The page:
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MARCH – MAy 2011 PARTNERS
The past six years of my long association
with ACIAR were a personally fulfilling
time but they coincided with a period of
great change. In a dynamic world, ACIAR’s own
structures matter if the centre is to help others
develop human and institutional capacities.
When I chaired my last meeting of the ACIAR
Commission in September 2010, I reflected on
how much had changed as I wished ACIAR a
strong and successful future helping farmers
link with international agricultural expertise to
feed the world.
The first major governance change in ACIAR’s
history happened midway through my term,
in 2007, with the establishment of the ACIAR
Commission. It replaced the ACIAR Board of
Management (BOM)—a governance structure
that had served ACIAR without change for
Included were changes to the original ACIAR
Act 1982 that created the position of ACIAR Chief
Executive Officer with full responsibilities for the
operations of ACIAR. The Policy Advisory Council
(PAC) was re-established, but with membership
independent of the Commission and with a
greater focus on the views of ACIAR’s overseas
partners. Beth Woods made a welcome return to
ACIAR by accepting the position as PAC President.
While the BOM had hands-on approval
responsibility for every project that ACIAR
undertook, along with oversight and review
responsibilities, the new Commission’s
role is to provide strategic advice
to the Minister of Foreign Affairs
on ACIAR directions and factors
affecting its performance.
Given the Commission’s
greater emphasis on ACIAR’s
mission, we were pleased
with the appointment of the
Director-General of AusAID
and the greater oversight of the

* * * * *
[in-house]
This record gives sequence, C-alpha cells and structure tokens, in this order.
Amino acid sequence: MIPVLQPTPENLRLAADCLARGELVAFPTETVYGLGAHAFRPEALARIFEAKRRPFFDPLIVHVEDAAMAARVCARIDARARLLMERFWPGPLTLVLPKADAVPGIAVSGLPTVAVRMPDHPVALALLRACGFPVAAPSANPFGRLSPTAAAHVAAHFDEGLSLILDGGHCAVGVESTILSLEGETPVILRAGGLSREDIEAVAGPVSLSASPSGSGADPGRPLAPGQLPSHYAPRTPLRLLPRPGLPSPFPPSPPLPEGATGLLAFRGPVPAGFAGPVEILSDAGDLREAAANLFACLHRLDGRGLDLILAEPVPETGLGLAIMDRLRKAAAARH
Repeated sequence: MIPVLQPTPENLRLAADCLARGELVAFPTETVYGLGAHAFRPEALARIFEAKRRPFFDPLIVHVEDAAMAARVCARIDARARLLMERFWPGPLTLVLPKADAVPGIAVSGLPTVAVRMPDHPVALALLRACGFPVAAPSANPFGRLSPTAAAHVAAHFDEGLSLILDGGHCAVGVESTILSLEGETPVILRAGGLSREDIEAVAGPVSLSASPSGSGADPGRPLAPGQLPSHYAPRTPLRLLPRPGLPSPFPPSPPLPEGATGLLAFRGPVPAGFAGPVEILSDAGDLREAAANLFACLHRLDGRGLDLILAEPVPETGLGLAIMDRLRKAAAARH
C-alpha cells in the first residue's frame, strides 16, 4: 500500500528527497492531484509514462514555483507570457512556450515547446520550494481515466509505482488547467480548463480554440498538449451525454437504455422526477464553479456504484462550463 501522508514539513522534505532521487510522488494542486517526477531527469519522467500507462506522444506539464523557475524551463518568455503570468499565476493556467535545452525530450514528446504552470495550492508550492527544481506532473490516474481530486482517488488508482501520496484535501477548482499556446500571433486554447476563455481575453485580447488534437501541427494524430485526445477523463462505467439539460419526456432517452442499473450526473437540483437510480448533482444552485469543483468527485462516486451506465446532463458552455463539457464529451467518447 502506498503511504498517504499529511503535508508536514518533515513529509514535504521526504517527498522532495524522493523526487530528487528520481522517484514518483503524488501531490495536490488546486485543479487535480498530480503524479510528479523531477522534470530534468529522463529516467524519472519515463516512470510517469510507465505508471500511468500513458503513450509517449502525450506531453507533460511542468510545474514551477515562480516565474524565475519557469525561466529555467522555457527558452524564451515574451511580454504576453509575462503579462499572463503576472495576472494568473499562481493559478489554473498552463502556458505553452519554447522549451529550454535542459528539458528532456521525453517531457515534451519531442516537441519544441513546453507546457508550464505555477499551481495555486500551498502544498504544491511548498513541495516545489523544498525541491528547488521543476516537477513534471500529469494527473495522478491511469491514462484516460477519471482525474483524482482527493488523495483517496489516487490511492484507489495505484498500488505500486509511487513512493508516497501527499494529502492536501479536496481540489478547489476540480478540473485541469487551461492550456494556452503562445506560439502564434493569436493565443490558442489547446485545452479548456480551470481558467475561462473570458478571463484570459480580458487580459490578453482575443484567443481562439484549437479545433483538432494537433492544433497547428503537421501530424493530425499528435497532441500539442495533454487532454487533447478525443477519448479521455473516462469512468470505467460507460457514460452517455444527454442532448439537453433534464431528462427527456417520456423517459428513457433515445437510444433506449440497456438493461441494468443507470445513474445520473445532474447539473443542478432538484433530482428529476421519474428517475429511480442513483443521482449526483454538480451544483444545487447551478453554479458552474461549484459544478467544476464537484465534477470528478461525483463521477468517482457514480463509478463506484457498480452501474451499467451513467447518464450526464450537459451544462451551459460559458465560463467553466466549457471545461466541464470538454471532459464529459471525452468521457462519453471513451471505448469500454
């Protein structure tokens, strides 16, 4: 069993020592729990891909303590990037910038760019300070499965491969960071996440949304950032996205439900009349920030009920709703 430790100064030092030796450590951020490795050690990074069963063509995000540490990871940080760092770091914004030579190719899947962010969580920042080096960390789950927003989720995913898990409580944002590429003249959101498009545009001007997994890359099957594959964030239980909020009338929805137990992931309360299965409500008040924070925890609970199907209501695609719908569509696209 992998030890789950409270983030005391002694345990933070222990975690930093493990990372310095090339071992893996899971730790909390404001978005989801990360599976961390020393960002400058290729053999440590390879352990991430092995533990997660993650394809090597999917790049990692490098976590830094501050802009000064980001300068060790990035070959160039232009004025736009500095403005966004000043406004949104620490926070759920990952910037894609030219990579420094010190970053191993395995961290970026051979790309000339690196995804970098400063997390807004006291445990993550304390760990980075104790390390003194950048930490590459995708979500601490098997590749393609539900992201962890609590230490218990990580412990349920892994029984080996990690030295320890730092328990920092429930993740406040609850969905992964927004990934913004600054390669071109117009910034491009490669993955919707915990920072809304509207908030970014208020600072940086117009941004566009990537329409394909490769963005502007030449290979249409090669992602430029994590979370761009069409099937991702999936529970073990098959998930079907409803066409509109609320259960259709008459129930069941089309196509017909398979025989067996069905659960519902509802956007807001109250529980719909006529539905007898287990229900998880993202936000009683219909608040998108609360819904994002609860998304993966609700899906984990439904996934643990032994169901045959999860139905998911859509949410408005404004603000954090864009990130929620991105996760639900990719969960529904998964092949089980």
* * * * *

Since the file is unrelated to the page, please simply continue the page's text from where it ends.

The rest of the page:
Portfolio Secretary. Ministerial
responsibility was and
and with pleasure
I can say that all
Secretaries I reported to were extremely
supportive of ACIAR and its work.
These changes shifted control of the agency
from the Board to the chief executive officer,
with the Commission providing strategic
advice. The approach has made ACIAR more
integrated into the whole-of-government
and Foreign Affairs and Trade portfolio.
This has reduced, in a positive way, ACIAR’s
independence, positioning it to have greater
development impact on the ground.
At the same time, I am a great believer in the
advantages to ACIAR of using the experience of
key strategic and senior people with outstanding
leadership roles in their own fields. The
Commission provides a suitable vehicle for this.
Leadership and staffinG
The leadership and staffing of ACIAR have
changed considerably. During my first five
years, ACIAR was well served by Peter Core as
Director and then chief executive officer. Peter
led ACIAR through considerable reform, from
being primarily program-focused to becoming
country-focused, strengthening links with
the Australian aid program and AusAID, and
improving ACIAR’s corporate performance.
Peter also steered ACIAR effectively through
the governance reforms and the development of
the major amendments to the ACIAR Act (in 2007)
and improved ACIAR’s presentation of information